No Chinese Americans worked under crueler conditions, suffered more racism, or had less legal protection than nineteenth-century Chinese Americans. The struggles of those ancestors – and the civil rights protections achieved through movements spearheaded by African Americans – are the foundation of our current Chinese American community. Yet when my family tried to visit the renown Lee Family Association in Chinatown, San Francisco, people rushed to turn locks as though my sexagenarian parents and I might rob them, shooing us away with the counsel that “this is not a Chinese restaurant if that’s what you’re looking for.”
One of Texas’ original Lee families was not welcome at the Lee Family Association.
Lately, I’ve seen Chinese Americans call upon others in our community to acknowledge that America was built from the bones of African American slaves (upon the graves of Native American genocide victims), a call that is sometimes rejected with the rebuttal that “Chinese Americans built the country,” and thus, the African American case is not unique. But as a child of both the railroad and the cotton field, I know that the work Grandfather Lee did, though grueling, does not compare to that performed by Grandmother Martha as a slave. Grandfather Lee came to this country by choice to do paid work. He did not have to fear overseers with whips or rape. He was free. He wasn’t sold away from his parents before they could teach him his heritage – I know my Chinese family name. I don’t know my African one. I don’t even know from which country Grandmother Martha’s ancestors were.
That’s the difference.
That’s a very, very, small sliver of the difference.
Fannie Lou Hamer, an African American civil rights activist, once arrested for trying to eat at a whites only café and then taken to prison where police officers beat her for not addressing them as “sir,” sexually assaulted her, and then forced prisoners to beat her nearly to death once said, “I don’t want to hear any more talk about ‘equal rights.’ I don’t want to be equal to people who raped my ancestors, sold my ancestors, and treated the Indians like they did. I don’t want to be equal to that. I want ‘human rights.’” Grandfather Lee didn’t want to be equal either to the whites who regarded him as good enough to break his back building a railroad to connect their country but not good enough to be a citizen of it. Nor did he have the slightest interest in being considered a “model” by those who thought it fit to enslave his wife. He envisioned a different America. And at this moment in our history, it is my responsibility as one of his lineage-bearers to stand up for that vision.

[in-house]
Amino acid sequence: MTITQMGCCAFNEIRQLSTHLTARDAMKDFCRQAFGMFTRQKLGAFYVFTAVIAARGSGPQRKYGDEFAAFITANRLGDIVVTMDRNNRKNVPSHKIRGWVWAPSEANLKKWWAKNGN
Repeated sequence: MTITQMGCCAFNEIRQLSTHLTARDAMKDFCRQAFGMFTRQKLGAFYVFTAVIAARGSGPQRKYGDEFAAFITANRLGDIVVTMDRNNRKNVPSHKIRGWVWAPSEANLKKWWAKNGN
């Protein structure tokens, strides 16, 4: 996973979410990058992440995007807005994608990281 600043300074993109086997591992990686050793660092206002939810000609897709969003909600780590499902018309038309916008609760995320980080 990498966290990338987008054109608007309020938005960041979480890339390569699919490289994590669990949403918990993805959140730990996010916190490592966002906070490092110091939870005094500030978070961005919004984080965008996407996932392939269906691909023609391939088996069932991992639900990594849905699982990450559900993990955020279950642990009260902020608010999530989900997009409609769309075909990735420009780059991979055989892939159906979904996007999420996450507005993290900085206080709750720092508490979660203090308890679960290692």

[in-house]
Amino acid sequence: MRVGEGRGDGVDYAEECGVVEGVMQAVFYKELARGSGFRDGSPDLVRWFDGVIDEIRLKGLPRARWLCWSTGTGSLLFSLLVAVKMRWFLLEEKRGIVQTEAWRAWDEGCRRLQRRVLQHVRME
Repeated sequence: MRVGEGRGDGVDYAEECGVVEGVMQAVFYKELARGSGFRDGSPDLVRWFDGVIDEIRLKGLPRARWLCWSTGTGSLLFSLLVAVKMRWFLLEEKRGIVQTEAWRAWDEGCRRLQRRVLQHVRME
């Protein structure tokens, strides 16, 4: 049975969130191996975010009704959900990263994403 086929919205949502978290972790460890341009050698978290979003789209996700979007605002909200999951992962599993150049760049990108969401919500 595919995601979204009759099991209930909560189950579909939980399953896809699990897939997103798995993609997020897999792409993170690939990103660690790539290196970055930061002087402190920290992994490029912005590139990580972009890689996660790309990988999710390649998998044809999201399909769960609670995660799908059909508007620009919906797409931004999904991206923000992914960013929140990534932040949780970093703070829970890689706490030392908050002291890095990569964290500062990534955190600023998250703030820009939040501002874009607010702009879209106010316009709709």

I am inspired when, we, as Chinese Americans — as Asian Americans — are the people Grandfather Lee dreamed we would be, such as when Annie Tan, niece of Chinese American hate crime victim Vincent Chin, called upon Chinese Americans to stand with Akai Gurley, an innocent, unarmed Black man shot to death, and not with Peter Liang, the Chinese American officer who killed him, urging us not to yearn for the day in which our officers can wrongfully kill Black people with the same impunity as their white counterparts (**). I see it when Youa Vang Lee, the mother of Fong Lee, a Hmong man killed by the police, urged Asians to stand with Black people in the aftermath of George Floyd’s death even though one of the officers charged with adding and abetting in the killing, Tou Thou, is Hmong. In a speech, she reminded her community that after her son was killed “black people were with us the whole time, morning or night. Whenever we needed something, they were there, even up until 1 in the morning.”(***)
- called upon Chinese Americans to stand with Akai Gurley, an innocent, unarmed Black man shot to death, and not with Peter Liang, the Chinese American officer who killed him, urging us not to yearn for the day in which our officers can wrongfully kill Black people with the same impunity as their white counterparts
This is about more than being a good ally to Black people. It’s about being good ancestors to our Chinese American descendants. I have honorable stories to tell about Grandfather Lee.
What kind of stories will your descendants have to tell about you?
*Irwin Tang discusses my family in his book Asian Texans: Our Histories and Our Lives.
Shannon Prince is an attorney. She earned her bachelor’s degree magna cum laude from Dartmouth College, her master’s degree from Harvard University Graduate School of Arts and Sciences, her law degree from Yale Law School, and her doctorate from Harvard University Graduate School of Arts and Sciences. She is a member of her firm Boies Schiller Flexner’s
Asian American & Pacific Islander Affinity Group as well as the Asian American Bar Association of New York and the National Asian Pacific American Bar Association. Her book on tactics for creating racial justice in the workplace and the community is forthcoming from Routledge.